By Mary Slosson
SACRAMENTO (Reuters) - California voters defeated a ballot measure to abolish the death penalty on cost grounds in Tuesday's general election, but they agreed to soften a "three strikes" law that gave longer sentences to habitual criminals in the most populous U.S. state.
A late tally on Wednesday showed nearly 53 percent of Californians voted to keep capital punishment versus just over 47 percent backing repeal in a state that has nearly a quarter of the nation's condemned inmates but has executed none in six years.
"While we are disappointed by this narrow loss, the conversation on the death penalty in California has changed forever," said Jeanne Woodford, a former warden at San Quentin State Prison who helped spearhead the repeal campaign.
"For the first time ever, millions of voters know that the death penalty is exorbitantly costly, and that it costs far more than a sentence of life in prison without the possibility of parole," she said in a statement.
Death penalty opponents had based their repeal campaign on the question of cost over morals. They said the system, with mandated appeals that can take decades, costs so much that the financially troubled state could save hundreds of millions of dollars by instead jailing the worst killers for life.
An independent budget watchdog, the Legislative Analyst's Office, has said repealing the death penalty could initially save the state $100 million a year, later growing to $130 million a year.
But a bipartisan trio of former California governors - Democrat Gray Davis and Republicans Pete Wilson and George Deukmejian - spoke out against the measure. They said it would be an injustice to the relatives of murder victims.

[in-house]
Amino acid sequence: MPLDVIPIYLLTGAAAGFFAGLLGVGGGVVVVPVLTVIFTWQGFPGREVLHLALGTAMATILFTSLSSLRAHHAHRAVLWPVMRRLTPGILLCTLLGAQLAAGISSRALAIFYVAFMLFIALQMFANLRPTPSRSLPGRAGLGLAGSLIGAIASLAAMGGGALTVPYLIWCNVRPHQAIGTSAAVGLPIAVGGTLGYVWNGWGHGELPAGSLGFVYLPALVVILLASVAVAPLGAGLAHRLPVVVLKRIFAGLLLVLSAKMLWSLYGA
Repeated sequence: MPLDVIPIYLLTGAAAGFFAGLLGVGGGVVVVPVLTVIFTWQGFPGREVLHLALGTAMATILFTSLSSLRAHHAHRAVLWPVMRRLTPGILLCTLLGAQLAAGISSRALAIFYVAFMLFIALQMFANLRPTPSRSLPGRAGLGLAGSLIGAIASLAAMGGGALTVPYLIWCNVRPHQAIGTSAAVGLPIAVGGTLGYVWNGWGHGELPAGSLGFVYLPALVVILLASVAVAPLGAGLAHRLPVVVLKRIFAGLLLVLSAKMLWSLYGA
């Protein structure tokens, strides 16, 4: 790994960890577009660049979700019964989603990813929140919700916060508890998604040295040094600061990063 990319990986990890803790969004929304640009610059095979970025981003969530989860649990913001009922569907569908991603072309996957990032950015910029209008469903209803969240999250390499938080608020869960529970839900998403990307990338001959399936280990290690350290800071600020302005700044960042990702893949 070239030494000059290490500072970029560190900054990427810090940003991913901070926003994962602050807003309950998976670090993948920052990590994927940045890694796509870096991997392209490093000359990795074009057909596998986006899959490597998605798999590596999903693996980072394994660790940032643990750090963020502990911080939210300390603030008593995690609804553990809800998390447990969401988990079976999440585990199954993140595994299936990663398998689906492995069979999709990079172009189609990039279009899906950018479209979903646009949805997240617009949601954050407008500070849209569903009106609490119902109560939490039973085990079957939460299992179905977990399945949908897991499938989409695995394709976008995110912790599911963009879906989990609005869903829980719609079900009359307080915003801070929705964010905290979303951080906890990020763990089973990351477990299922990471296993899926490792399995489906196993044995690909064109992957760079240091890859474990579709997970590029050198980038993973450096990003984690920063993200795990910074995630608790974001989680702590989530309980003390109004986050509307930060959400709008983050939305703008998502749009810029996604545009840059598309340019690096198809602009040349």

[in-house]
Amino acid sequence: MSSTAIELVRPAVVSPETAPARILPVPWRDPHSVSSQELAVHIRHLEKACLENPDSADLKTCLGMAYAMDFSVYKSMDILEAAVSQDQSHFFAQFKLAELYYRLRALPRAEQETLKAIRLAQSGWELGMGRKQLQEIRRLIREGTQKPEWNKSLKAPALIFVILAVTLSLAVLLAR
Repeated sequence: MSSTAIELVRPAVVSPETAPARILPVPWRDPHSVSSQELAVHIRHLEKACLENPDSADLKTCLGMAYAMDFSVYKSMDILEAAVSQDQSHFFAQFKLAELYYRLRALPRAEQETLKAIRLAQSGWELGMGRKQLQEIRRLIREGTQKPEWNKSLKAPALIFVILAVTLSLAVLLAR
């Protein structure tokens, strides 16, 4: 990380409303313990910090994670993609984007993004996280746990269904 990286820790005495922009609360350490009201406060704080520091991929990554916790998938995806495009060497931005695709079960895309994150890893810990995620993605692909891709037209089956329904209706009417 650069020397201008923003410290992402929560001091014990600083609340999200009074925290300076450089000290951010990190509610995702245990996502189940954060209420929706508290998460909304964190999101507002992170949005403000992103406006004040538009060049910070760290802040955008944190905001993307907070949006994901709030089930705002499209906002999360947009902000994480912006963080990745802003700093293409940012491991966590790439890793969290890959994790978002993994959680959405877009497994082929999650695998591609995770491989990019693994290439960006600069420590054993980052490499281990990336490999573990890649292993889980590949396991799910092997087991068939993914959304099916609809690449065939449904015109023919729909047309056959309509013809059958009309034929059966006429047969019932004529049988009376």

"Now that the people have re-affirmed their support for the death penalty, we are committed to coming back to the voters with a reform proposition to streamline and expedite the death penalty in California," said McGregor Scott, a former U.S. Attorney and prominent opponent of the repeal measure.
"The problems with delay and expense of California's death penalty are entirely fixable. Other states have corrected the same problems, and it is now time for California to do the same."
Public opinion in many states has been shifting away from the death penalty, with five states abolishing capital punishment in the past decade, and the Democratic governor of neighboring Oregon saying he would allow no more executions on his watch. Seventeen states and the District of Columbia do not allow the death penalty.
A federal judge halted all California executions in 2006, saying a three-drug lethal injection protocol risked causing inmates too much pain and suffering before death. Executions have yet to resume, with more than 700 prisoners on death row.
But even as California voters rejected death penalty repeal, they broadly approved another ballot measure that softens the state's "three strikes" law, which gave longer sentences to habitual criminals. California set a national trend on such sentencing schemes more than a decade ago.
The three strikes reform ballot measure won overwhelmingly, with support from over 68 percent of voters, and organizers declared victory.
"This historic victory overturns the long-held conventional wisdom that it's impossible to fix our most extreme and unjust crime laws - and hopefully inspires future efforts," Dan Newman, the spokesman for the Committee for Three Strikes Reform, said in an e-mailed statement.
The proposition would let some criminals who have been in jail twice avoid a 25-years-to-life sentence for a third crime if it is judged to be nonviolent and not serious.
Supporters of the measure argued that filling prisons with people who are not a threat to society is expensive and often works against restoring felons to a crime-free life.
Michael Thoeresz, a 31-year-old tennis club general manager in Los Angeles, voted for the measure, which recent polls showed had wide support.
"Morally, we cannot lock people up for nonviolent offenses for 25 years to life. It's ridiculous," he said.
Crime in California, like the rest of the nation, has dropped dramatically since the early 1990s. State violent crimes are down by more than half and homicides by nearly two-thirds since 1992.
(Additional reporting by Dana Feldman and Alex Dobuzinskis in Los Angeles; Writing by Mary Slosson; Editing by Cynthia Johnston and Cynthia Osterman)
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